1. Limited time only! Sign up for a free 30min personal tutor trial with Chegg Tutors
    Dismiss Notice
Dismiss Notice
Join Physics Forums Today!
The friendliest, high quality science and math community on the planet! Everyone who loves science is here!

Homework Help: How to fourier invert a plane wave

  1. Mar 28, 2009 #1
    1. The problem statement, all variables and given/known data

    Ok so got a solution to the Klein-Gordon equation and need to solve for a(k)

    [tex] \varphi(x) = \int \tilde{dk} \left[ a(\bold{k}) e^{ikx} + a^{\dagger}(\bold{k} ) e^{-ikx} \right] [/tex]

    [tex] \tilde{dk} = \frac{d^{3}k}{(2 \pi)^{3} 2 \omega} [/tex]

    The way it's done in Srednicki p.26 has me confused when taking the fourier transform of [itex] \varphi [/itex]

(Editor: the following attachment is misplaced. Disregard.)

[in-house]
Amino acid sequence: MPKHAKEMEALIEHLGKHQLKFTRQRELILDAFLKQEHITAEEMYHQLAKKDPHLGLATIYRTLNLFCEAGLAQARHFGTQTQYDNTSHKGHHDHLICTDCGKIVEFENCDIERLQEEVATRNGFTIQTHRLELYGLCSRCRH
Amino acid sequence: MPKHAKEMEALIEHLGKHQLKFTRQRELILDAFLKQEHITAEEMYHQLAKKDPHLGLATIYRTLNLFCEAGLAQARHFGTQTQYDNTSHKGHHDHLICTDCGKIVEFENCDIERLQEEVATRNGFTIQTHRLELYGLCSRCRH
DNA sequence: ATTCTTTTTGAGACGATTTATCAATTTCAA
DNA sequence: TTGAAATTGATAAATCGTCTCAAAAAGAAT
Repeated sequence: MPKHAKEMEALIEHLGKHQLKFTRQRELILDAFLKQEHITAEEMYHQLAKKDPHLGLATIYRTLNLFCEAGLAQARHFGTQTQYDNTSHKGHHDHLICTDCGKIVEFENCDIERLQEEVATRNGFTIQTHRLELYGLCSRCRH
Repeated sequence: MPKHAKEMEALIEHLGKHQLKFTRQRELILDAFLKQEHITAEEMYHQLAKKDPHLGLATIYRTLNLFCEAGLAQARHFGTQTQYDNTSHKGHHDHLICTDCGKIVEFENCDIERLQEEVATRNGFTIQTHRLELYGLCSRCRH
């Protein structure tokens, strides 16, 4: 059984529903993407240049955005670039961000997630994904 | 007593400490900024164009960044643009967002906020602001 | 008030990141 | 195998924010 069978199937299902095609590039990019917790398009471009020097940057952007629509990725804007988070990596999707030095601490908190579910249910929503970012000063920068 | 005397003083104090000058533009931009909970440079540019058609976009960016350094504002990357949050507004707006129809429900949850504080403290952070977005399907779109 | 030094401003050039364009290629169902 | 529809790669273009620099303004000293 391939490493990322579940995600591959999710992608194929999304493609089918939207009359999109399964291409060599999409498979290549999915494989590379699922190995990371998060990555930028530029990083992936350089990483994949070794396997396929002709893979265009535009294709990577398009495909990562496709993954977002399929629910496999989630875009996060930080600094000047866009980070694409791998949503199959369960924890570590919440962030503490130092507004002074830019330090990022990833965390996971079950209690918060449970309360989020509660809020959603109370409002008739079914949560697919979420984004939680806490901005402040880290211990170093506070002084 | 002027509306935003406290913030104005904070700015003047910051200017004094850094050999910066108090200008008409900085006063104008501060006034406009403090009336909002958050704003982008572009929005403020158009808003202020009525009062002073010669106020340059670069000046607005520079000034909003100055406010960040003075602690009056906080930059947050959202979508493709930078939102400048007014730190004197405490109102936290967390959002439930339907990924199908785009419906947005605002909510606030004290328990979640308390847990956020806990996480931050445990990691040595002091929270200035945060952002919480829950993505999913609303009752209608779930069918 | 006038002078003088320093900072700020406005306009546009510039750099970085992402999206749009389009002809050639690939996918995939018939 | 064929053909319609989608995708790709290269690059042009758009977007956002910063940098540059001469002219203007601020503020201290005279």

[tex] \int d^3x e^{-ikx} \varphi(x) = \frac{1}{2\omega} a(\bold{k}) + \frac{1}{2\omega} e^{2i\omega t} a^{\dagger}(\bold{-k} ) [/tex]

    2. Relevant equations

    [tex] kx = \bold{k} \cdot \bold{x} - \omega t [/tex]


    3. The attempt at a solution


    [tex] \int d^3x e^{-ikx} \varphi(x) =\int d^3x e^{-ikx} \int \tilde{dk} \left[ a(\bold{k}) e^{ikx} + a^{\dagger}(\bold{k} ) e^{-ikx} \right] [/tex]


    [tex] = \int d^3x \int \tilde{dk} a(\bold{k}) + \int d^3x \int \tilde{dk} e^{-2kx} a^{\dagger}(\bold{k} ) [/tex]


    so the problem is how do these integrals with respect to dx and dk disappear?
     
  2. jcsd
  3. Mar 29, 2009 #2

    tiny-tim

    User Avatar
    Science Advisor
    Homework Helper

    dummy!

    Hi waht! :smile:

    It's a different k …

    you have ∫∫ eikx eik'x … for a dummy k' :wink:
     
Share this great discussion with others via Reddit, Google+, Twitter, or Facebook